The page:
Creating the environment
During a conversation the other night with a fellow Final Fantasy XIV player, a statement was made: “It’s not the developers’ fault how players behave.” Which intrigued me, because it’s a sentiment that I see a lot, and one that makes logical sense. It’s also one that’s almost entirely wrong.
Obviously, developers are not coming into your house at night to tell you how the game should be played, or including notes in the instruction manual. Although that would be kind of funny from a perverse standpoint: “press A to jump, but don’t do it in level 3 because that’s not the right way to play.” But the developers are totally telling you how to play, and if you’re breaking the game or playing in a way that’s not fun for you or anyone, that’s entirely the fault of the development team.
It all comes down to the environment you create and what you encourage. Because that’s what tells you how to play the game anyway.
The behavior we were discussing, specifically, was running a specific dungeon over and over for one sort of currency reward. At a glance, that doesn’t look like anything the developers had a hand in. Yes, this dungeon rewarded the appropriate currency; at the same time, a lot of other dungeons rewarded the same currency, and the only thing that made this special was that you could very quickly move from the start of the dungeon to the end. But the impatience of players isn’t the fault of developers.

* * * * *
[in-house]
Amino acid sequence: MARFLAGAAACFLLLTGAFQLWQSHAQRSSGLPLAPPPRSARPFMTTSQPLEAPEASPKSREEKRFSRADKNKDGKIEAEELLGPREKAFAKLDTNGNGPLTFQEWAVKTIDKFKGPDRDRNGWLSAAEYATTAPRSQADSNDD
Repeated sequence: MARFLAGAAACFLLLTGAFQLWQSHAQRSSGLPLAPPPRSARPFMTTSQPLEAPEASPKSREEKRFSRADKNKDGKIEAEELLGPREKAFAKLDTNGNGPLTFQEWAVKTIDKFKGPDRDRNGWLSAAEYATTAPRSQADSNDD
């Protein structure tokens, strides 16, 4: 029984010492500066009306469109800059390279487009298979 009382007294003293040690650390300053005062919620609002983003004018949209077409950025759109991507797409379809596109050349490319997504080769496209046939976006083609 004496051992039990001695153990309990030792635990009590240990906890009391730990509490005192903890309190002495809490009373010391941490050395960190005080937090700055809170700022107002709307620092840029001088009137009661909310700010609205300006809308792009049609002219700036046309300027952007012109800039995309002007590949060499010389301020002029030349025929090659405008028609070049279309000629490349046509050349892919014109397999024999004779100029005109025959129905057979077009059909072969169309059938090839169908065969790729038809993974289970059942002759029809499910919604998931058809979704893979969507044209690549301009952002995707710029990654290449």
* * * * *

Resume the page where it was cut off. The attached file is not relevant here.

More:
What is the fault of developers, though, is putting in content that required large amounts of this one currency and making this the most efficient way to obtain it. It’s entirely upon the development team that you both needed to get as much of this as possible as fast as possible and that there’s only one place to do so efficiently. Blaming players for responding to this by doing exactly this isn’t entirely unfair, but it’s also neglecting the fact that this environment was the result of conscious choices made during design.
I’ve mentioned before that the nature of games is to provide obstacles for players to overcome, and that’s entirely true. If you reach the end point without having had to do anything, it’s not a very good game. At the same time, those challenges act as fences in a way, herding players into particular strategies. If it turns out that there’s only one strategically viable option, is it the player’s fault for just choosing that one option over and over?
Games like Pokémon have long struggled with the fact that some monster types are just plain better than others due to a combination of having more powerful attacks and less dangerous vulnerabilities. Dragons were long considered to be overpowered simply because their vulnerabilities were few and their attacks were powerful. Bugs, meanwhile, have a dearth of really powerful attacks and a host of common weaknesses that limit their overall desirability. And yet the game is also designed around this fact; bug-type creatures evolve early and quickly lose their appeal, while dragons are rare and generally require a great deal of effort to acquire.